Bone-setting

This article is about therapists. For John D. "Bonesetter" Reese, see John D. Reese.

A bonesetter is a practitioner of joint manipulation. Before the advent of chiropractors, osteopaths, and physical therapists, bonesetters were the main providers of this type of treatment.[1] Bonesetters would also reduce joint dislocations and 're-set' bone fractures.

Later years

In Japan, bone-setting is known as sekkotsu. Other "lay" bonesetters still practice in some parts of the world.[2][3] The author, Evelyn Waugh, in his 1934 novel A Handful of Dust uses the term in the following passage: "If Brenda had to go to London for a day's shopping, hair-cutting, ore bone-setting (a recreation she particularly enjoyed), she went on Wednesday, because ..."[4]

See also

References

This article was sourced from Creative Commons Attribution-ShareAlike License; additional terms may apply. World Heritage Encyclopedia content is assembled from numerous content providers, Open Access Publishing, and in compliance with The Fair Access to Science and Technology Research Act (FASTR), Wikimedia Foundation, Inc., Public Library of Science, The Encyclopedia of Life, Open Book Publishers (OBP), PubMed, U.S. National Library of Medicine, National Center for Biotechnology Information, U.S. National Library of Medicine, National Institutes of Health (NIH), U.S. Department of Health & Human Services, and USA.gov, which sources content from all federal, state, local, tribal, and territorial government publication portals (.gov, .mil, .edu). Funding for USA.gov and content contributors is made possible from the U.S. Congress, E-Government Act of 2002.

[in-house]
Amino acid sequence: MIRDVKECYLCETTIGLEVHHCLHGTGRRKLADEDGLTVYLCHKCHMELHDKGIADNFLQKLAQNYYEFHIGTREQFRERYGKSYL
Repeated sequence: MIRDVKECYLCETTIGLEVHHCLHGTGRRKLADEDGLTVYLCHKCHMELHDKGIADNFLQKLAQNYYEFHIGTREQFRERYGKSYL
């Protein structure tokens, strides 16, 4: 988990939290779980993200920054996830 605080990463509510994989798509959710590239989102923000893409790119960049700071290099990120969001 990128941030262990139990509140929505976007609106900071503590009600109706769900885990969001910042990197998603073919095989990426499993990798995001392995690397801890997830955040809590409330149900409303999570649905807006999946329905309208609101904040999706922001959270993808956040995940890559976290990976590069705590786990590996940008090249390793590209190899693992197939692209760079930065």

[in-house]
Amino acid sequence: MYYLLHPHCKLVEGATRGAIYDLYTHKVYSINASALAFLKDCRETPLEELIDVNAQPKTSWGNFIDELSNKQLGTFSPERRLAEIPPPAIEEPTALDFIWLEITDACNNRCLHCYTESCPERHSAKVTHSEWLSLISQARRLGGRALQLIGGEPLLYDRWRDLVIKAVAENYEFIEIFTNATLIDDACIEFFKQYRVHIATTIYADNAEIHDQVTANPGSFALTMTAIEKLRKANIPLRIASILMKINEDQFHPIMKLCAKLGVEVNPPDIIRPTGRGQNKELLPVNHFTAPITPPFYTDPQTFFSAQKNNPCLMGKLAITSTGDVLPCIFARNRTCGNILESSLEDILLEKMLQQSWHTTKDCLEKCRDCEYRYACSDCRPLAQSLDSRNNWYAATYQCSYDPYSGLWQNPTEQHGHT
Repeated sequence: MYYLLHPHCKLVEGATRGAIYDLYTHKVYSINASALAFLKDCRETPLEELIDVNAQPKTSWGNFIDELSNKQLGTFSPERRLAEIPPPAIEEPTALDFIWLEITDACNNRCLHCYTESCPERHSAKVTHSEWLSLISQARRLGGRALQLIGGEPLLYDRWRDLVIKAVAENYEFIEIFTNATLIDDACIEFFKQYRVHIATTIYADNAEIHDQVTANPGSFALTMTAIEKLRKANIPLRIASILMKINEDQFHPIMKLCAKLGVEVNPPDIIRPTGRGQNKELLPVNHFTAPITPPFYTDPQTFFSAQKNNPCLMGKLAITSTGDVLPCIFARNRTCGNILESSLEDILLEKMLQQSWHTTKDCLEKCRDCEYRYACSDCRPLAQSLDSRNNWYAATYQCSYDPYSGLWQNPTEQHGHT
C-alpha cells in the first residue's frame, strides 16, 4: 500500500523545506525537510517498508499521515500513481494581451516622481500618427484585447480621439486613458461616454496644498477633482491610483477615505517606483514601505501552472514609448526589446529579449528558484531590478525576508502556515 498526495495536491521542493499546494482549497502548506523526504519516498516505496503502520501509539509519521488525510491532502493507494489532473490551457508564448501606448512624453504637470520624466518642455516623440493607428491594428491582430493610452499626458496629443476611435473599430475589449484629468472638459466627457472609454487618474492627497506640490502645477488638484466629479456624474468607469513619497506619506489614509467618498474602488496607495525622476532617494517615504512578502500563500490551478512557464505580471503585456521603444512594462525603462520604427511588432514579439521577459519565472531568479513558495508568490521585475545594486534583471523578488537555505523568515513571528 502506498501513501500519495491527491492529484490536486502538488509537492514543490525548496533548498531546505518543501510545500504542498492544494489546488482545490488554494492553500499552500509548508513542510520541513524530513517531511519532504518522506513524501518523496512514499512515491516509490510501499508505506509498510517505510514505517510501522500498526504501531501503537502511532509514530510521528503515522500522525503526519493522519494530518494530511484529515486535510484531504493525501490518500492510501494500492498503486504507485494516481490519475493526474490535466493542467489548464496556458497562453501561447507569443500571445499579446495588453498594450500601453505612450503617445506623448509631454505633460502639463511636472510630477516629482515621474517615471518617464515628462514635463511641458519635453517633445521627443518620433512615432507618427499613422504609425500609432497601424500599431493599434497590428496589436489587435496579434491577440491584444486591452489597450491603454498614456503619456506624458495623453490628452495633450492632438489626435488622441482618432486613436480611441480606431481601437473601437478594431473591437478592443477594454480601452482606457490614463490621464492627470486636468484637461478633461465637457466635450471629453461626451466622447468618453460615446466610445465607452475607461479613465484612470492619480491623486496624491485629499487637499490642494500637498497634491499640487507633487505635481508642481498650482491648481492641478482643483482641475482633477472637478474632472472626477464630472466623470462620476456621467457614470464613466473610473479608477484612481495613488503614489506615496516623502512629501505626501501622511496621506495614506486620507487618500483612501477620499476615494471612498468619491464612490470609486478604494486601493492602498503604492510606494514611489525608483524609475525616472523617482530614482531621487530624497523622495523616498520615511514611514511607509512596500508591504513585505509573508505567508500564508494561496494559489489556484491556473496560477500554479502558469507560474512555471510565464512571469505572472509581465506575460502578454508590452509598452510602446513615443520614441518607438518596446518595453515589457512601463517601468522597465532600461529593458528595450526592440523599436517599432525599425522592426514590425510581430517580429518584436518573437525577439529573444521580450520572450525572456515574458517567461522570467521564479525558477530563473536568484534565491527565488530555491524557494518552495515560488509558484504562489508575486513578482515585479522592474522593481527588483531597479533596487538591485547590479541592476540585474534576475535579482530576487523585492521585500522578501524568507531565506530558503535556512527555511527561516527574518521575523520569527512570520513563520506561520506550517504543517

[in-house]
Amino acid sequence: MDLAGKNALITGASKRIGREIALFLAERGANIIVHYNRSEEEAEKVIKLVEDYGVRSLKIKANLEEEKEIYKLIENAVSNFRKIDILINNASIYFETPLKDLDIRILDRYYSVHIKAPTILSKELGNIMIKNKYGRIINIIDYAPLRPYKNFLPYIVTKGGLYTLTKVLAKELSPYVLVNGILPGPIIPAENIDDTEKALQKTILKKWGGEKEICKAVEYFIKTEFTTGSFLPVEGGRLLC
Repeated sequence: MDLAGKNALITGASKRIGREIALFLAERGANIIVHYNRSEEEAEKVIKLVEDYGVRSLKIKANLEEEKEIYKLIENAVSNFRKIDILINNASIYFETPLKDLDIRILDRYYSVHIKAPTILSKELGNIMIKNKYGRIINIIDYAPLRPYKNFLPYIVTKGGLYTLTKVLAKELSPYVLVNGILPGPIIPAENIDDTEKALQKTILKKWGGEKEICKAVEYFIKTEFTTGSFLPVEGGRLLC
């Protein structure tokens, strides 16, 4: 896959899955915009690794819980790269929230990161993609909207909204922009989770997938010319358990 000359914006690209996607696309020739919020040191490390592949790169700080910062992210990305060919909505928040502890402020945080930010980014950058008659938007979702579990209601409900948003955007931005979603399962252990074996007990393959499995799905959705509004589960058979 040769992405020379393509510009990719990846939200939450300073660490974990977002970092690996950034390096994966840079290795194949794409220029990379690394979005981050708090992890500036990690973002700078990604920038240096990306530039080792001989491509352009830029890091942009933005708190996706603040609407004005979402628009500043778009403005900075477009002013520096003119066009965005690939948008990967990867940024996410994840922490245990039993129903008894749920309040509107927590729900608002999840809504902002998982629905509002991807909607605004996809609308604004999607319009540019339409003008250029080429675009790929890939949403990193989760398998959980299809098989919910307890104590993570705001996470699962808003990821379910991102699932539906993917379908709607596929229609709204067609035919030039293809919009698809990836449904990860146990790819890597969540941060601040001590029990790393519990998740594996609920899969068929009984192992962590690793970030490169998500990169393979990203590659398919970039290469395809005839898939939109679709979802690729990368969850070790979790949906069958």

Crowd sourced content that is contributed to World Heritage Encyclopedia is peer reviewed and edited by our editorial staff to ensure quality scholarly research articles.
 
By using this site, you agree to the Terms of Use and Privacy Policy. World Heritage Encyclopedia™ is a registered trademark of the World Public Library Association, a non-profit organization.